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production pelton runner


Apart from the customary fulfilment of check-lists separated for pre-design and detail construction, every single runner is put in order as part of a continuously variable construction series according to it's hydraulic data and it's special geometric proportions.
A runner is designed by means of an arithmetic programme as a function of the specific speed of nq, the head H and a typical measurement e.g. pitch circle
diameter D.

The sum of all hydraulic and mechanical strength-related experimental data and experiences have gone into this parametric arithmetical programme, which gives out all bucket contours and cutting edge geometries as parallel sections.

Furthermore, the calculation programme, which is symbolized in illustration 1, determines all compressive loads per unit area and mechanical stresses.

Diverging interventions into the programme for reasons of adaptation, e.g. to given turbine case contours for replacement runners, are also easily possible.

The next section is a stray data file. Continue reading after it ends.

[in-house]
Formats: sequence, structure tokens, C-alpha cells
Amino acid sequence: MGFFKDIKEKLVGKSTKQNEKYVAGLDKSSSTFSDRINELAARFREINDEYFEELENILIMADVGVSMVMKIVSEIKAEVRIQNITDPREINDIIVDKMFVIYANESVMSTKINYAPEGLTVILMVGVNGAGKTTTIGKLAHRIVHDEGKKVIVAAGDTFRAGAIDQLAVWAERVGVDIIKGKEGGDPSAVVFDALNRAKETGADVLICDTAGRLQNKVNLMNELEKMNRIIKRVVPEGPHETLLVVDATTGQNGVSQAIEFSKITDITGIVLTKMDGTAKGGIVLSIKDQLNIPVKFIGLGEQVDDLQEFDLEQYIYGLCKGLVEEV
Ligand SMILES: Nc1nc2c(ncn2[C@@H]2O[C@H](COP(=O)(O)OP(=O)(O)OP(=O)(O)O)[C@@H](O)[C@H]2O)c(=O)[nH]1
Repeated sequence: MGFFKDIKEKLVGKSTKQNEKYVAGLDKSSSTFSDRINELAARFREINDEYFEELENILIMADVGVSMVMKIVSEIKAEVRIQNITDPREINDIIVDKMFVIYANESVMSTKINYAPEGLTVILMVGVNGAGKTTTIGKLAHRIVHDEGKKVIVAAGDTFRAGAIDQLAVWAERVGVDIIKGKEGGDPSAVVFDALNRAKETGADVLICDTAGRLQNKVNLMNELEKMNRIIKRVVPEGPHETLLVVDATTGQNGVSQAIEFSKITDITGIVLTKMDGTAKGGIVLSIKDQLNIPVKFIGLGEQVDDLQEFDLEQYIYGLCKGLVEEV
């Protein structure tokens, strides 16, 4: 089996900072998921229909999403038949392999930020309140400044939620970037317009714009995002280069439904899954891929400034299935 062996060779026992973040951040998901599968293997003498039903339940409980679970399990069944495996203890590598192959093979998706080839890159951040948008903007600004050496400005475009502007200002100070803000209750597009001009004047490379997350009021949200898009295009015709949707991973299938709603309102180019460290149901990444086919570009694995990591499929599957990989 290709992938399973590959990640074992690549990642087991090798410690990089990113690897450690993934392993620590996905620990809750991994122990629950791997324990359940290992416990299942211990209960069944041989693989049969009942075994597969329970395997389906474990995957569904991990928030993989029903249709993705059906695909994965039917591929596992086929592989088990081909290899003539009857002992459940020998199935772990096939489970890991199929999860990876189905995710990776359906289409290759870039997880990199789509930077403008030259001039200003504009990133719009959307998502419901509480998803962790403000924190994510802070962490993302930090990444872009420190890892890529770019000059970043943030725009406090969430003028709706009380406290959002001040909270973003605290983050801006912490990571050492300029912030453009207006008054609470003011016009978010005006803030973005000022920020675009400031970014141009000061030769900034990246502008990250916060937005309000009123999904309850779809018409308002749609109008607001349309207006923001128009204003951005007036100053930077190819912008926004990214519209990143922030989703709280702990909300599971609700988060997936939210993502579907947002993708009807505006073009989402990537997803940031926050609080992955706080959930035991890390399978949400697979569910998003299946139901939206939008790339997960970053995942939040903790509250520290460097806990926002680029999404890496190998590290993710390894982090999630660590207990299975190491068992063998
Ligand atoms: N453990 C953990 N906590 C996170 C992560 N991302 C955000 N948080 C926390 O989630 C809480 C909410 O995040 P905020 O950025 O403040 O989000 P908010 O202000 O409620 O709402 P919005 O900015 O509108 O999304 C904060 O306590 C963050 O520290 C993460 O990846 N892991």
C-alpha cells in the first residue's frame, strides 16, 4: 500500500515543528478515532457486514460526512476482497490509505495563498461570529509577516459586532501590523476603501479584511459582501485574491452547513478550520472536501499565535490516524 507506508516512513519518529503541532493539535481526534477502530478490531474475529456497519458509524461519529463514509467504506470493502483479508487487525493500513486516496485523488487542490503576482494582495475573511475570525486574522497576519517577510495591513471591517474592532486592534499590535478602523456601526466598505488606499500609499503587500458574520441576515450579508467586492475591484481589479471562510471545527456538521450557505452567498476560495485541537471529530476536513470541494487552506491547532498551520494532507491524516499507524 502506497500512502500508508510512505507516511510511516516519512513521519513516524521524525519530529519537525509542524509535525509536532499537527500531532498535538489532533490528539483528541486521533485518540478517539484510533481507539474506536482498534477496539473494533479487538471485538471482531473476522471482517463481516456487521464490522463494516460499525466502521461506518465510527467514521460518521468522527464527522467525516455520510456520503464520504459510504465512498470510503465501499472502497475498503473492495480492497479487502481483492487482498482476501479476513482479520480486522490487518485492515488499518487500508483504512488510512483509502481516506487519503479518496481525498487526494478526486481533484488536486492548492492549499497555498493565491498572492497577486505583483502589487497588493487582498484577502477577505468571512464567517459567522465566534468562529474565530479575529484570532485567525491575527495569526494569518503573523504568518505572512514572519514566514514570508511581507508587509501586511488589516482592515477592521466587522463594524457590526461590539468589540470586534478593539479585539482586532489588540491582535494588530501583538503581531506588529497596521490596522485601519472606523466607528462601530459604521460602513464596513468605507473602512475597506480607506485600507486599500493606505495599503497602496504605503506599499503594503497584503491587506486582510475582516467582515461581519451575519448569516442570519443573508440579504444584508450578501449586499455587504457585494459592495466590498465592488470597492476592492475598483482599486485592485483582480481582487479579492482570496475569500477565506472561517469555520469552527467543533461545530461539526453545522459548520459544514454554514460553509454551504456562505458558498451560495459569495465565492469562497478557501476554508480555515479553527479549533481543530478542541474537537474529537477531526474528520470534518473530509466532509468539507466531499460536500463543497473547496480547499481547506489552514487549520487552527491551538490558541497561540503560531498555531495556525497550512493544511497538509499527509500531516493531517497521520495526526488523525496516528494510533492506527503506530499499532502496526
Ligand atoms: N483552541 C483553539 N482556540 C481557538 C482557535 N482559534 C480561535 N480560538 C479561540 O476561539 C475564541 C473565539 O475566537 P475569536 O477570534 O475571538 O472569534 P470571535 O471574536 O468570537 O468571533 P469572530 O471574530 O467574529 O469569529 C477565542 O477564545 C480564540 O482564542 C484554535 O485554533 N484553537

The actual results of the calculation programme are the special coordinates of the parallel sections and the broad outlines which go with them.
These coordinates in the form of tables are transformed into a 3D-network diagram (illustration 2).

This network diagram is overlied by a functional surface area programme. Ensuingly, a CNC-processing programme for the machine tool, which is used for milling the spatial contours of a Pelton bucket, is drawn up. The 3D-model (illustration 3) of a bucket as a basis facilitates both milling the runner blades themselves as well as producing a drop outline for the forged buckets and, furthermore, possibly milling a model runner on a suitable scale for a laboratory acceptance test.

The individual buckets are processed on CNC-machines. The bucket is simply put up with 2 clampings, thereby making an entire processing of the bucket possible.

This open accessibility on all sides allows the use of chiefly short and very stiff tools in the processing machinery, thereby making high cutting speeds combined with very high surface qualities realisable in the best way possible.
In addition, processing can be done with customary tools and does not require special tools.
Illustration 4 shows the processing of the pedestal foot and illustration 5 the processing of the inside of a bucket with an inside width of 490 mm and an untreated single weight of 250 kg.

The advantages of a small-series production in the production cycle can be made use of in an optimal way through electronic data processed and edited programming as well as mechanical processing of the buckets.


illustration 1

illustration 2

illustration 3

illustration 4

illustration 5

Our Partners:    
Metzler - Dimensionen der Metallbearbeitung MIKRON WESTCAM
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